Above the keyboard is a power button that doesn’t glow or do anything special to let you know when it’s been pressed. You have to wait for the screen to come on to figure out if the computer noticed you pressing the power button. And since it can take a few seconds for the screen to come on, it’s not always clear if what you’re waiting for will happen… so I typically just press and hold the power button for a second or two instead of quickly tapping it.

And to the left and right of the keyboard are stereo speakers which face up toward the user. While I have yet to find a 13.3 inch or smaller notebook with speakers that offer much bass, the placement of these speakers gives you louder, clearer sound than you’ll find from most notebooks this size.


In terms of raw horsepower, the Razer Blade Stealth has one of Intel’s most powerful 15 watt processors to date. The Core i7-8550U is a quad-core processor with a base clock speed of 1.8 GHz, boost speeds up to 4 GHz, and Intel UHD 620 graphics with hardware-accelerated 4K video decoding support.

But this is still an ultra-low-voltage processors, so it won’t offer the same kind of performance you’d get from one of Intel’s new hexa-core Coffee Lake-H processors. And the processor isn’t the only thing that affects performance. The display, memory, and storage also play a role.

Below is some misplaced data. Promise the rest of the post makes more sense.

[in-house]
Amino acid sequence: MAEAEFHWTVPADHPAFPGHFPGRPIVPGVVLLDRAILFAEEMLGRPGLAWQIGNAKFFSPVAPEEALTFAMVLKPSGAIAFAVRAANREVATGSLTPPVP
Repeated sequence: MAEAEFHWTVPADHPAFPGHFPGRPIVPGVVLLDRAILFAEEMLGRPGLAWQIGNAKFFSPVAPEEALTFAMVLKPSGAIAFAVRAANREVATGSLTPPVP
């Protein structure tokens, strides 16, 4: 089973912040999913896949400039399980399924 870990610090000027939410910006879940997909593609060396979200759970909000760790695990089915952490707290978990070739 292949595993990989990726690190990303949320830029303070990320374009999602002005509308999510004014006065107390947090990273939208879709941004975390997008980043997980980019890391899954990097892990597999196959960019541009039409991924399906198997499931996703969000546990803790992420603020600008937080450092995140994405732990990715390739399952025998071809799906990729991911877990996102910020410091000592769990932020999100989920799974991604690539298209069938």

Maybe that’s why the Dell XPS 13 with a Core i5-8250U processor came out ahead in some of the benchmarks I ran recently. It has a lower-resolution display, and according to CrystalDiskMark, it also has a slightly faster SSD.

For example, the Dell laptop eked out slightly higher scores in the PCMark and Street Fighter IV benchmarks, which measure general purpose performance, and gaming performance, respectively. The Dell laptop also came out ahead in four different 3DMark graphics/gaming tests, including Time Spy, Fire Strike, Cloud Gate, and Sky Diver.

The scores aren’t much different. But the fact that the XPS 13 consistently got higher scores despite having what Intel positions as an inferior processor is telling.